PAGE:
An Anchorage marijuana business that ran afoul of state regulations will be let off with a warning.
On Thursday, the Alaska Marijuana Control Board heard from director Cindy Franklin, who said the owners of Arctic Herbery will not be prosecuted for the first alleged violation of Alaska’s commercial marijuana rules.
“The notice of violation here is a cautionary tale for everybody, so pay attention to what you’re doing. Let’s not see many more of these,” said board member Mark Springer.
“I’m delighted with the board’s decision,” said Bryant Thorpe, Arctic Herbery’s owner.
Thorpe declined to discuss the issue further because of ongoing discussions with the Municipality of Anchorage.
In late October, KTUU-TV reported that Arctic Herbery, which holds a marijuana cultivation license and a marijuana retail license, was giving away free samples of its product. That would have been a violation of several state regulations.
After investigating the report, Franklin said the situation was more complicated.
Thorpe and several individuals had been setting up the cultivation facility and retail business when Thorpe realized he still had personal-use marijuana at Arctic Herbery. Rather than throw it away, Thorpe used store equipment to roll joints and gave those joints to the people helping him with the business.
“He did not give marijuana away to members of the public walking in the door,” Franklin said, but “he did give marijuana away on his licensed premises.”
Thorpe had believed that because his business did not have all of its permits from the Municipality of Anchorage, his business was not active and the location was still private, covered under Alaska’s personal-use marijuana laws.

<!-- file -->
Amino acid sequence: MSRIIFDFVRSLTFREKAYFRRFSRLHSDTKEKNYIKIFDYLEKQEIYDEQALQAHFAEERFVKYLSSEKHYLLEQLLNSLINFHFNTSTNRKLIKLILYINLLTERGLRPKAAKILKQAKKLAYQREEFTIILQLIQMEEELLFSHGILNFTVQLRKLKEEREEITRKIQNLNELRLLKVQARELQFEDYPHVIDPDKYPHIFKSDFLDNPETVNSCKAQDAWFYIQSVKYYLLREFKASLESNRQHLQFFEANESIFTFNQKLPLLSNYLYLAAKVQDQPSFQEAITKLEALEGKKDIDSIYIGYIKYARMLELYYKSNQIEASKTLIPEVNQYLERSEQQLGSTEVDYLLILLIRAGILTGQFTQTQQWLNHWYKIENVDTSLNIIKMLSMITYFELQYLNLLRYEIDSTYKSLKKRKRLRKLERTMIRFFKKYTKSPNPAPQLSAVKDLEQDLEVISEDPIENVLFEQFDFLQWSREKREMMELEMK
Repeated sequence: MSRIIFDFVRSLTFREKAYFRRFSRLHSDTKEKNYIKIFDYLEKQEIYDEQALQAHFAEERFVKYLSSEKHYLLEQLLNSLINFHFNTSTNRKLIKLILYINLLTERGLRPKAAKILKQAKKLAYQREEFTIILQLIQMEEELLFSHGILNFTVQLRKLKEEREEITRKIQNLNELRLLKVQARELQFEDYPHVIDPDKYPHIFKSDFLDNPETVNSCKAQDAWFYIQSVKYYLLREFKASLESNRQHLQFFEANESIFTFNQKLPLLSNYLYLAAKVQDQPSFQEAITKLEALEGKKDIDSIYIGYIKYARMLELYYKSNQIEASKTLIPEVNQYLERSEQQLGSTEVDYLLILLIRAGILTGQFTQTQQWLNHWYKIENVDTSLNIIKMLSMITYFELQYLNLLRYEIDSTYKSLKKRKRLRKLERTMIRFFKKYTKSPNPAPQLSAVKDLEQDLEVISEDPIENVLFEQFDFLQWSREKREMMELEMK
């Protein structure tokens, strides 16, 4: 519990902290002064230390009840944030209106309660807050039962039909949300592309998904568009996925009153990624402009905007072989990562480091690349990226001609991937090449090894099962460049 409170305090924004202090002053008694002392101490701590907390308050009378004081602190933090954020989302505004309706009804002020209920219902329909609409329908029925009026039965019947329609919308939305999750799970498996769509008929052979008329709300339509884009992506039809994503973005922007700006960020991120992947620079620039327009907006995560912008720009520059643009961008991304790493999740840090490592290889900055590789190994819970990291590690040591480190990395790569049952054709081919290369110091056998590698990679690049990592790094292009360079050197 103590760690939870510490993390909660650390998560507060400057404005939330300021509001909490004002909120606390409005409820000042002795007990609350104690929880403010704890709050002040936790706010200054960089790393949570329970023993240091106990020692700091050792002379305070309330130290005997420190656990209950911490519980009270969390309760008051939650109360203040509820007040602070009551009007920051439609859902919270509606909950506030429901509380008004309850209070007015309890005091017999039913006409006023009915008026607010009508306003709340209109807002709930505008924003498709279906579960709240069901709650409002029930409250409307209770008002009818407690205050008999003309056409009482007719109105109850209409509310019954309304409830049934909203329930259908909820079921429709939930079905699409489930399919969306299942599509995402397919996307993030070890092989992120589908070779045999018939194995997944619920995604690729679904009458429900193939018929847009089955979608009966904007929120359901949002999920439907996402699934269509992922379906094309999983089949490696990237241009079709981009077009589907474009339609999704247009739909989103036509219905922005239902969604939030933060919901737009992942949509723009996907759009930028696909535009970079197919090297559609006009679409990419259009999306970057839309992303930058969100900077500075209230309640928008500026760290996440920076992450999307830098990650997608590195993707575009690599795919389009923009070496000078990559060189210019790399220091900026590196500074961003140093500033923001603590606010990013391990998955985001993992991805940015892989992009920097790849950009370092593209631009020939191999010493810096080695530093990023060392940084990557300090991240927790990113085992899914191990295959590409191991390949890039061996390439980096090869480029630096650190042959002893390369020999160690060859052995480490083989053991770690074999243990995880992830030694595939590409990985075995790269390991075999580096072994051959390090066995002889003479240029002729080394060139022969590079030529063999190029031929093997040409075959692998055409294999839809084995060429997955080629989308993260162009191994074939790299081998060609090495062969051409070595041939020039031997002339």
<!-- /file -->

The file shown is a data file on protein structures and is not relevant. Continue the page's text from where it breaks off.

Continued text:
Franklin said the state feels differently.
“From our perspective, he became a licensee when the board authorized his license,” she said.
Because of the confusion, the board declined to escalate the issue into its formal violation process, something that could lead to punishment.
“I’m fairly confident Mr. Thorpe understands the rules he broke and would not break them again,” Franklin said.
Board member Brandon Emmett said the incident is a reminder that marijuana businesses need to be cautious.
“Many people are still wary of our industry,” he said. “Our industry (members) are all going to have to do their best … to change public perception.”
In other business Thursday, the board approved several draft changes to regulations concerning testing requirements, retail store notices, the fingerprinting of new owners, food safety permits and the effects of a local vote to restrict marijuana sales.
Those drafts will go out for public comment and will only become effective if approved at a future board meeting.
The next scheduled meeting of the Marijuana Control Board is in December.
Contact reporter James Brooks at 523-2258 or email@example.com.